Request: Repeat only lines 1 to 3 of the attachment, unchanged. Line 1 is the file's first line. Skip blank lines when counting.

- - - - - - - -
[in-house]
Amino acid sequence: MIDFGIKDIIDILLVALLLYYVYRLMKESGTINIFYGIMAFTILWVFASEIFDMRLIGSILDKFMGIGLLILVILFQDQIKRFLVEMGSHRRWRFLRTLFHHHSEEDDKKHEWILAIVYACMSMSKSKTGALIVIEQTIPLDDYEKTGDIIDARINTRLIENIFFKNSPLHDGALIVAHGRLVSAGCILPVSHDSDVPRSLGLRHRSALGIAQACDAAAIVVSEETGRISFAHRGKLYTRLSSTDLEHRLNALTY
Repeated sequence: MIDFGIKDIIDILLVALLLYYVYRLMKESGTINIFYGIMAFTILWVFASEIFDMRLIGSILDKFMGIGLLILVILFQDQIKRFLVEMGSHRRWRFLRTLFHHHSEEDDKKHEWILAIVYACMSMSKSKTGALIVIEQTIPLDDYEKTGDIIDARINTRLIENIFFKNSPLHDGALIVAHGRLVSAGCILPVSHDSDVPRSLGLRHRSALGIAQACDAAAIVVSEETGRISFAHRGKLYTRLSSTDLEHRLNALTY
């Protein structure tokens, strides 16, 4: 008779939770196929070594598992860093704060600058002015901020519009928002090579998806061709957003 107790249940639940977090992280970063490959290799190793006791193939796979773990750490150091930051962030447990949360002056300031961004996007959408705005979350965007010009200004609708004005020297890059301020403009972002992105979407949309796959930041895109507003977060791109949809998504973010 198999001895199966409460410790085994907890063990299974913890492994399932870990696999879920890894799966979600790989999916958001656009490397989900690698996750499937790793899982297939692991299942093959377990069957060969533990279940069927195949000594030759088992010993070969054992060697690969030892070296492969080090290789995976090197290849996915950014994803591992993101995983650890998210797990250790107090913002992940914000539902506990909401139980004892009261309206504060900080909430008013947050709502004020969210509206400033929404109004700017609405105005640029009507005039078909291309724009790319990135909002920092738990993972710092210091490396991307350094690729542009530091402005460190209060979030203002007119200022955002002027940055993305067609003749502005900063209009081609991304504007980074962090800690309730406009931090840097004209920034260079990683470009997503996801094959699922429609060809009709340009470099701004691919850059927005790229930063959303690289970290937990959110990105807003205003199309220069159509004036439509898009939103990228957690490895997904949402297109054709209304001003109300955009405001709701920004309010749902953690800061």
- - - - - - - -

[in-house]
Amino acid sequence: MIDFGIKDIIDILLVALLLYYVYRLMKESGTINIFYGIMAFTILWVFASEIFDMRLIGSILDKFMGIGLLILVILFQDQIKRFLVEMGSHRRWRFLRTLFHHHSEEDDKKHEWILAIVYACMSMSKSKTGALIVIEQTIPLDDYEKTGDIIDARINTRLIENIFFKNSPLHDGALIVAHGRLVSAGCILPVSHDSDVPRSLGLRHRSALGIAQACDAAAIVVSEETGRISFAHRGKLYTRLSSTDLEHRLNALTY
Repeated sequence: MIDFGIKDIIDILLVALLLYYVYRLMKESGTINIFYGIMAFTILWVFASEIFDMRLIGSILDKFMGIGLLILVILFQDQIKRFLVEMGSHRRWRFLRTLFHHHSEEDDKKHEWILAIVYACMSMSKSKTGALIVIEQTIPLDDYEKTGDIIDARINTRLIENIFFKNSPLHDGALIVAHGRLVSAGCILPVSHDSDVPRSLGLRHRSALGIAQACDAAAIVVSEETGRISFAHRGKLYTRLSSTDLEHRLNALTY